Time has been ticking on in regards to working on the new ‘Nature’s Library’ gallery and conservation are now well and truly in the midst of getting specimens prepped and ready to go on display. Most of the cases have been finalised now, so the final objects are currently being collated, measured (see previous blog post) and stored together in one of the basement stores.
This week, in addition to helping Kate (Natural Sciences curatorial assistant) with the measurement of objects, I thought I’d try and lend conservation a hand. The specimen Jenny (Discombe- Objects Conservator) had selected was quite a seasonal offering and I couldn’t wait to ‘tuck in’ to practising some conservation on this wonderful bird.
Yes the bird in question is a turkey; and the first thing I had to do was brush it and vacuum up the little bits of dirt and detritus that had accumulated on it over the years.
The next thing I had to do was rearrange the feathers using a pair of tweezers. Downy feathers were hidden underneath those with a better structure. This is important as we want the turkey to look its lustrous best for the visitors. I really got an appreciation doing this of just what a beautiful bird the turkey is and was glad that I wouldn’t be tucking into one for Christmas!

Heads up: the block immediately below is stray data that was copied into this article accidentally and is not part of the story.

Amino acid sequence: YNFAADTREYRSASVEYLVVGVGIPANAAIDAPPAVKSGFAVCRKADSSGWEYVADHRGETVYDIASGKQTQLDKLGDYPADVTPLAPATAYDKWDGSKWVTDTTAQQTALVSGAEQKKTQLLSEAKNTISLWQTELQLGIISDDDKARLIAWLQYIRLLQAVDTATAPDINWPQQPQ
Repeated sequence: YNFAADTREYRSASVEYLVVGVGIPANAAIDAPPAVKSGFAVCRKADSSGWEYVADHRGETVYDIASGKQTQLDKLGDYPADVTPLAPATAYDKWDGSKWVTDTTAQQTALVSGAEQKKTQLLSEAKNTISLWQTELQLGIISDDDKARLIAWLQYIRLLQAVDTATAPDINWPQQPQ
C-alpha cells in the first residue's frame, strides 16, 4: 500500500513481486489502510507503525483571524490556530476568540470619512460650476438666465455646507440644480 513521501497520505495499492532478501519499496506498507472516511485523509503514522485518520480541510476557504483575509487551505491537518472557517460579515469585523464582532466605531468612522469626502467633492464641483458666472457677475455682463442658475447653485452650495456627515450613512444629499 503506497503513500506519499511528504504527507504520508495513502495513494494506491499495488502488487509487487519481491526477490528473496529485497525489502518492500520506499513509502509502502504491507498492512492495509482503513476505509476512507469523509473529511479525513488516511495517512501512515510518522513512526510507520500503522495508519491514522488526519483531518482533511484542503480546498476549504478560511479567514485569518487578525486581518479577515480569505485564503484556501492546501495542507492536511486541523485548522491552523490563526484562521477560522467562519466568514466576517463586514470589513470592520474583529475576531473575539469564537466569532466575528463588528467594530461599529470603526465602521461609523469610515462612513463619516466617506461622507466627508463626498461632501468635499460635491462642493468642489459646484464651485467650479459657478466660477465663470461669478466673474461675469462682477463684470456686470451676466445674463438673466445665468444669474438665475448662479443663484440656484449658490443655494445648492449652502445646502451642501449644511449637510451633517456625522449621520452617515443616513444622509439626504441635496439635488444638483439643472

I then swabbed the bird’s feet and beak using a similar technique described in my
previous conservation blog post of cotton wool wrapped around a skewer and
dabbed with IMS (Industrial methylated spirit) and water.
Unfortunately, there was a crack on the bird’s neck which Jenny filled in for me. Once this was dry, I could then paint over this and any other parts of the neck and head where the colour had been removed. It was quite challenging to mix up the right colour; and I often had to ask Jenny if this looked right to her as I’m mildly colour-blind!
It was great to be able to leave the turkey in a lot better state from when I started work on it. I’m convinced it will now be the star attraction in the new Nature’s Library gallery; and will have people queuing from miles around just to catch a glimpse of it.
As this may be my last blog post before Christmas, all that’s left to say is to wish all my readers a Merry Christmas and a Happy New Year and I look forward to regaling you with more tales of a curatorial nature in 2013!